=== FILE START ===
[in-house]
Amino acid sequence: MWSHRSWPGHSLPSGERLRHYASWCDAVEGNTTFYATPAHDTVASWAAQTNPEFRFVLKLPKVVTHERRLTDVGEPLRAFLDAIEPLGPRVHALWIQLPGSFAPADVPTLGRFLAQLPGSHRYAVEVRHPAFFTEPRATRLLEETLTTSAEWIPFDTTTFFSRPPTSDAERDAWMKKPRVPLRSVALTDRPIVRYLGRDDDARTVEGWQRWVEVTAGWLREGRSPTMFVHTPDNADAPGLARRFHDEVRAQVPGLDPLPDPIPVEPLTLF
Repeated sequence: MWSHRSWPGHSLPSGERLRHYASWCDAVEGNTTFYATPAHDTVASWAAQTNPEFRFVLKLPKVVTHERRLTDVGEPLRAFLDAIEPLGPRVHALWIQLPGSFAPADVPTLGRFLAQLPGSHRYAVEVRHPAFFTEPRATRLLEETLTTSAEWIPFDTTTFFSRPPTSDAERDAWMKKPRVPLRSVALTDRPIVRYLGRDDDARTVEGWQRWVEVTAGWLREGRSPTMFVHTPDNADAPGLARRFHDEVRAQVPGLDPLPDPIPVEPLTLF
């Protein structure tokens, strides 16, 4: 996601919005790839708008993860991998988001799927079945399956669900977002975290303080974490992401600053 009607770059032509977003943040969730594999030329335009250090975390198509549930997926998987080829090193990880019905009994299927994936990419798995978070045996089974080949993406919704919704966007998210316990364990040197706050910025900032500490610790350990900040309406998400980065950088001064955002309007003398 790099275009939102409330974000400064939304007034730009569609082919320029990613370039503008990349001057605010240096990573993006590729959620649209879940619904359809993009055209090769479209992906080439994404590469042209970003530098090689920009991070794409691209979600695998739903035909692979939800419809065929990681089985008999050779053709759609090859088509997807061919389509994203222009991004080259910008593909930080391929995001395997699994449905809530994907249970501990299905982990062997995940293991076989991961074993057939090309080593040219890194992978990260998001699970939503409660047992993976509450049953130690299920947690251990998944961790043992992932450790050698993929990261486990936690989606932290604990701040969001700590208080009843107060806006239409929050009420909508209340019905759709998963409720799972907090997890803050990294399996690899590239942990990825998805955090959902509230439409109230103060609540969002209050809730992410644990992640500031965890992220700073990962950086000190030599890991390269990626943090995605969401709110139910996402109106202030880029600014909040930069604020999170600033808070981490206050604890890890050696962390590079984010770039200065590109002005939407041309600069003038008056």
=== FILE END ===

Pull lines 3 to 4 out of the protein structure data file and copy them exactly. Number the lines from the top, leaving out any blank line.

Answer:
Repeated sequence: MWSHRSWPGHSLPSGERLRHYASWCDAVEGNTTFYATPAHDTVASWAAQTNPEFRFVLKLPKVVTHERRLTDVGEPLRAFLDAIEPLGPRVHALWIQLPGSFAPADVPTLGRFLAQLPGSHRYAVEVRHPAFFTEPRATRLLEETLTTSAEWIPFDTTTFFSRPPTSDAERDAWMKKPRVPLRSVALTDRPIVRYLGRDDDARTVEGWQRWVEVTAGWLREGRSPTMFVHTPDNADAPGLARRFHDEVRAQVPGLDPLPDPIPVEPLTLF
């Protein structure tokens, strides 16, 4: 996601919005790839708008993860991998988001799927079945399956669900977002975290303080974490992401600053 009607770059032509977003943040969730594999030329335009250090975390198509549930997926998987080829090193990880019905009994299927994936990419798995978070045996089974080949993406919704919704966007998210316990364990040197706050910025900032500490610790350990900040309406998400980065950088001064955002309007003398 790099275009939102409330974000400064939304007034730009569609082919320029990613370039503008990349001057605010240096990573993006590729959620649209879940619904359809993009055209090769479209992906080439994404590469042209970003530098090689920009991070794409691209979600695998739903035909692979939800419809065929990681089985008999050779053709759609090859088509997807061919389509994203222009991004080259910008593909930080391929995001395997699994449905809530994907249970501990299905982990062997995940293991076989991961074993057939090309080593040219890194992978990260998001699970939503409660047992993976509450049953130690299920947690251990998944961790043992992932450790050698993929990261486990936690989606932290604990701040969001700590208080009843107060806006239409929050009420909508209340019905759709998963409720799972907090997890803050990294399996690899590239942990990825998805955090959902509230439409109230103060609540969002209050809730992410644990992640500031965890992220700073990962950086000190030599890991390269990626943090995605969401709110139910996402109106202030880029600014909040930069604020999170600033808070981490206050604890890890050696962390590079984010770039200065590109002005939407041309600069003038008056």